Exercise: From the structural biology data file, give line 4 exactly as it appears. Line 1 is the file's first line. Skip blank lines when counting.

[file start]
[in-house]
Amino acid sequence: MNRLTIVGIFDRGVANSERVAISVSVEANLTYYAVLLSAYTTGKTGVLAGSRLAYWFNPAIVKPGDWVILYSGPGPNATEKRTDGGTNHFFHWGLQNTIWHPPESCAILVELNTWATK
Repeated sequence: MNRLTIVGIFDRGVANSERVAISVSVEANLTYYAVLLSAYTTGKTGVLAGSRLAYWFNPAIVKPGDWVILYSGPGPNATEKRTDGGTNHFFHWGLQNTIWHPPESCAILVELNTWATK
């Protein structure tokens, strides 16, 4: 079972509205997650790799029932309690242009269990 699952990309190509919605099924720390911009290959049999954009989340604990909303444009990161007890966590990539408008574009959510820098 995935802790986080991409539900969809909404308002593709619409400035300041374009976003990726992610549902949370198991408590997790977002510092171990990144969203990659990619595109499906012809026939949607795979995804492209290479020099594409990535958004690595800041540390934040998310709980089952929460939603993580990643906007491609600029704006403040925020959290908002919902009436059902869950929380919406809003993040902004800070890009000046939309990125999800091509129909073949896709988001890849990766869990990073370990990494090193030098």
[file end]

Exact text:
């Protein structure tokens, strides 16, 4: 079972509205997650790799029932309690242009269990 699952990309190509919605099924720390911009290959049999954009989340604990909303444009990161007890966590990539408008574009959510820098 995935802790986080991409539900969809909404308002593709619409400035300041374009976003990726992610549902949370198991408590997790977002510092171990990144969203990659990619595109499906012809026939949607795979995804492209290479020099594409990535958004690595800041540390934040998310709980089952929460939603993580990643906007491609600029704006403040925020959290908002919902009436059902869950929380919406809003993040902004800070890009000046939309990125999800091509129909073949896709988001890849990766869990990073370990990494090193030098």